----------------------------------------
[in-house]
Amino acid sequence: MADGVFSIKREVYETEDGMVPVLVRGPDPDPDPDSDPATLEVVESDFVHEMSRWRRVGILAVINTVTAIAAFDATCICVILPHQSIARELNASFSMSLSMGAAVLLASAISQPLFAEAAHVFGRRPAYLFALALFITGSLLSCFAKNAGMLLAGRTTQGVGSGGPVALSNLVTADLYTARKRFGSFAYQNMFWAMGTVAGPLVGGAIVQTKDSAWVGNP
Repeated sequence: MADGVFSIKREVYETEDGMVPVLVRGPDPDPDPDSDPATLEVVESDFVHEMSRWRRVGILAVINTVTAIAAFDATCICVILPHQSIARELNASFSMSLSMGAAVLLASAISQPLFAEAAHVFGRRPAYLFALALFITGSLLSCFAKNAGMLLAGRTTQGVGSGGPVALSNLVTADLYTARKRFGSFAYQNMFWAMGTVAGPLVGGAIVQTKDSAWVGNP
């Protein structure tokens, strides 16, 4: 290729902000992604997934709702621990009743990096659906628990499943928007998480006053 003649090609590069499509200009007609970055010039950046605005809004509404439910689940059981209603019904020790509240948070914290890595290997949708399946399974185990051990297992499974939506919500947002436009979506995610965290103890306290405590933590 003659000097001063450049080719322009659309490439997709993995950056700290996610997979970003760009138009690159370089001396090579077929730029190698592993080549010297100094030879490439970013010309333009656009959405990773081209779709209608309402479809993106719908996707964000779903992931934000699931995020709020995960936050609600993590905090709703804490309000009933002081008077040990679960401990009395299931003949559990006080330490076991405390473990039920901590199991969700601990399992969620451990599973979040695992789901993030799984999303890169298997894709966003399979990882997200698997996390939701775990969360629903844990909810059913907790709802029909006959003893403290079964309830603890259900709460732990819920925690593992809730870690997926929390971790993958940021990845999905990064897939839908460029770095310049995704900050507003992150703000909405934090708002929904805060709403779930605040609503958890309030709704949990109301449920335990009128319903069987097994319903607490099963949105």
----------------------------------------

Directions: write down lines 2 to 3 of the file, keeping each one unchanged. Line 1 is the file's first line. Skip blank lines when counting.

Amino acid sequence: MADGVFSIKREVYETEDGMVPVLVRGPDPDPDPDSDPATLEVVESDFVHEMSRWRRVGILAVINTVTAIAAFDATCICVILPHQSIARELNASFSMSLSMGAAVLLASAISQPLFAEAAHVFGRRPAYLFALALFITGSLLSCFAKNAGMLLAGRTTQGVGSGGPVALSNLVTADLYTARKRFGSFAYQNMFWAMGTVAGPLVGGAIVQTKDSAWVGNP
Repeated sequence: MADGVFSIKREVYETEDGMVPVLVRGPDPDPDPDSDPATLEVVESDFVHEMSRWRRVGILAVINTVTAIAAFDATCICVILPHQSIARELNASFSMSLSMGAAVLLASAISQPLFAEAAHVFGRRPAYLFALALFITGSLLSCFAKNAGMLLAGRTTQGVGSGGPVALSNLVTADLYTARKRFGSFAYQNMFWAMGTVAGPLVGGAIVQTKDSAWVGNP